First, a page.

OpenOffice has said only one actual bug was discovered, and. But the research, by the French Ministry of Defense, also points out that many security flaws have already been discovered in Microsoft Office applications, claiming that these are "easily transportable to OpenOffice."
According to the report, titled "In-depth analysis of the viral threats with OpenOffice.org documents," this means that the "general security of OpenOffice is insufficient," Infoworld reported.
The report goes on to counter claims from the open-source community that OpenOffice is inherently more secure than Microsoft's Office products. "The viral hazard attached to OpenOffice.org is at least as high as that for the Microsoft Office suite, and even higher when considering some... aspects," the researchers wrote.
"This suite is up to now still vulnerable to many potential malware attacks," they added.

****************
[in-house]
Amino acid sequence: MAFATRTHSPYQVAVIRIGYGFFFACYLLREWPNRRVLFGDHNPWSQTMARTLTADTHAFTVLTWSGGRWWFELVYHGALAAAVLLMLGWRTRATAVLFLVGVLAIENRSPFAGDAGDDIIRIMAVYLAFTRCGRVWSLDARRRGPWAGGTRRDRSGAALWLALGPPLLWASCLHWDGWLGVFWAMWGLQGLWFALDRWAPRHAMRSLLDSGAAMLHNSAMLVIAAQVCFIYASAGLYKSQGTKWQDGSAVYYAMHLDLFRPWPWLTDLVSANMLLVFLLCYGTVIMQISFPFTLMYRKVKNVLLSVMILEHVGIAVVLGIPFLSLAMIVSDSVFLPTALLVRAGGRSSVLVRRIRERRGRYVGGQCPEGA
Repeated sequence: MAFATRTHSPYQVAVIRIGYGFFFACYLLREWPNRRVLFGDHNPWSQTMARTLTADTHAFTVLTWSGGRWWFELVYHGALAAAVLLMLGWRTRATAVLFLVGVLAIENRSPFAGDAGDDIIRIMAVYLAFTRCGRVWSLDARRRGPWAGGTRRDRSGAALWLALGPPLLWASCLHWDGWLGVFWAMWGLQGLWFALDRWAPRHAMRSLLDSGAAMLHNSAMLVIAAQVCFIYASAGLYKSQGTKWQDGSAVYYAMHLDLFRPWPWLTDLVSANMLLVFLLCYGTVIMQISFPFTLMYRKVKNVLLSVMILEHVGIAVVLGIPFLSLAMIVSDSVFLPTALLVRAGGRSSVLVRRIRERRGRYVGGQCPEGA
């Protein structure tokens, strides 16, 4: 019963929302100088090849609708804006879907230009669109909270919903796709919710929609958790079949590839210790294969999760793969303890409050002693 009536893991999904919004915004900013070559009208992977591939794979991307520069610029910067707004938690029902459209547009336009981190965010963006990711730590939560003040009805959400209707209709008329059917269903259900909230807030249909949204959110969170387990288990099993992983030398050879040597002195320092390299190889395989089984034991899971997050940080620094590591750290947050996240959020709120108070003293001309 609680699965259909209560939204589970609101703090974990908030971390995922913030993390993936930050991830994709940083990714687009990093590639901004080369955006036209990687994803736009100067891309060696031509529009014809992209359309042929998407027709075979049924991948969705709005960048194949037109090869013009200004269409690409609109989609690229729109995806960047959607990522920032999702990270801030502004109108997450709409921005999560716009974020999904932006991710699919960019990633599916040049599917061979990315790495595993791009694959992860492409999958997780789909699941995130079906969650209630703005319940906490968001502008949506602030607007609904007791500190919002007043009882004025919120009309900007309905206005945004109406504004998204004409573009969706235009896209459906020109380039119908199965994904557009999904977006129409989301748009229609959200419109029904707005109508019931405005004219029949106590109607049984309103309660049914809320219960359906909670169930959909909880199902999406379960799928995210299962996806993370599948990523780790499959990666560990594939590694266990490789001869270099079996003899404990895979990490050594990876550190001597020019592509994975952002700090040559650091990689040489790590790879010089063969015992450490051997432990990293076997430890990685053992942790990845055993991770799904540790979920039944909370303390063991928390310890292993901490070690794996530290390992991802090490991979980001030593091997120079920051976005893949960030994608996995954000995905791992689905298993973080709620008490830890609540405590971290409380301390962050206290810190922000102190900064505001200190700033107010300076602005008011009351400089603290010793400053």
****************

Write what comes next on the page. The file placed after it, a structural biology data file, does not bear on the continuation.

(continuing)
The paper was first submitted for publication in April and revised in June. It was accepted in July, when some of the , and then published Aug. 1 in the Paris-based Journal of Computer Virology.
The paper describes four examples of how malicious code can attack OpenOffice and release hazards. The weaknesses are focused around issues such as the use of Zip files, and in particular the use of macro programming procedures and templates.
Last Tuesday,including one in PowerPoint.
Colin Barker of ZDNet UK reported from London.